Avoidance motivation : its manifestation in goals across cultures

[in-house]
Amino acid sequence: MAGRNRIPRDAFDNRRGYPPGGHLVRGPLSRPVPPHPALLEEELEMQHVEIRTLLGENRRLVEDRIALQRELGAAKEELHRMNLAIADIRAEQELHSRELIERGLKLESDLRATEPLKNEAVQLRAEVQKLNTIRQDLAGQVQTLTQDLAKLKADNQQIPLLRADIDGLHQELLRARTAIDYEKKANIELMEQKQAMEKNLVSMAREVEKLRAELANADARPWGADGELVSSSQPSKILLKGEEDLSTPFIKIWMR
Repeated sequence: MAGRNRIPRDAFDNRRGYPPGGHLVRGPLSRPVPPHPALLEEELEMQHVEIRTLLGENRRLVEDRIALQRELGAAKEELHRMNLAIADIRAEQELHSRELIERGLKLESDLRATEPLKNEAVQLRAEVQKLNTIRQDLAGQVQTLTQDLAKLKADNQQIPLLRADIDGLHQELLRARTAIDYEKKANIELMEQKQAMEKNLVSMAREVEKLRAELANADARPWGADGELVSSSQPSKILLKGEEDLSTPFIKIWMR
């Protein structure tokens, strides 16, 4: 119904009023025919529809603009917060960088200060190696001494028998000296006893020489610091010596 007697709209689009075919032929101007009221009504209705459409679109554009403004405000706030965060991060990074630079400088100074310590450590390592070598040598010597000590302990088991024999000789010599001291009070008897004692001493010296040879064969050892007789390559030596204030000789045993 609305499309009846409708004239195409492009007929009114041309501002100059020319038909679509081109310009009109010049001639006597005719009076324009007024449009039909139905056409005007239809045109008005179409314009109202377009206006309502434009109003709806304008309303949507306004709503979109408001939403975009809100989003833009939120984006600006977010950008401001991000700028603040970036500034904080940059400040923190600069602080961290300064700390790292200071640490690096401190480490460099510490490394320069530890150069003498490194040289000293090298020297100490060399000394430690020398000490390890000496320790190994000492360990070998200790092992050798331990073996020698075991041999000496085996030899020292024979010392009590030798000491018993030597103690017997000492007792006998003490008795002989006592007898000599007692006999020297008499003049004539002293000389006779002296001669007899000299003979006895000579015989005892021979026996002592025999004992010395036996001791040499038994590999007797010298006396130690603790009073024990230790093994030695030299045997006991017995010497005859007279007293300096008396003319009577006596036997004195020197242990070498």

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The present study was designed to investigate how avoidance motivation instigated goals across cultures and how self-construal influenced this instigation. The main focus was on the study of avoidance personal goals. Past studies in the West consistently reported that pursuing personal goals that were fueled by avoidance motivation led to a host of negative outcomes. With recent cross-cultural findings suggesting an association between interdependent self-construal and avoidance motivation orientation, it became the primary objective of the present study to examine whether or not interdependent self-construal helped explain the prevalence and outcomes of avoidance personal goals across cultures. To explore if the influence of self-construal on goal orientation was consistent across different types of goals, cross-cultural investigation of the adoption and outcomes of situationally specific achievement goals was also conducted. Achievement goals appeared less relevant to self-construal than personal goals which reflected individuals’ broad selfconcept. Cross-cultural investigation of the influence of interdependent self-construal on performance-avoidance achievement goals became the secondary focus here. Data were collected from 173 Thai and 153 American undergraduates. Participants responded to measures of personal goals, personal goal desirability, self-construal, and subjective well-being in the first data collection session. Four weeks later, they responded to measures of personal goal progress, achievement goal orientation, fear of failure, competence perception, intrinsic motivation, and test anxiety. The measures administered in the first session and the measure of personal goal progress from the second session captured the variables related to the avoidance personal goal study while the remaining measures captured those related to the performance-avoidance achievement goal study. Mean comparisons and correlational analyses were conducted. The findings partially supported the research hypotheses. While the hypothesized prevalence and outcomes of avoidance personal goals in the two countries were supported, interdependent self-construal helped explain a higher orientation toward avoidance personal goals only in Thailand. Additionally, findings suggested no cross-cultural variation in achievement goals. Interdependent self-construal was not predictive of performance-avoidance achievement goal adoption in either Thailand or the U.S. Negative outcomes of such adoption were evident in both countries.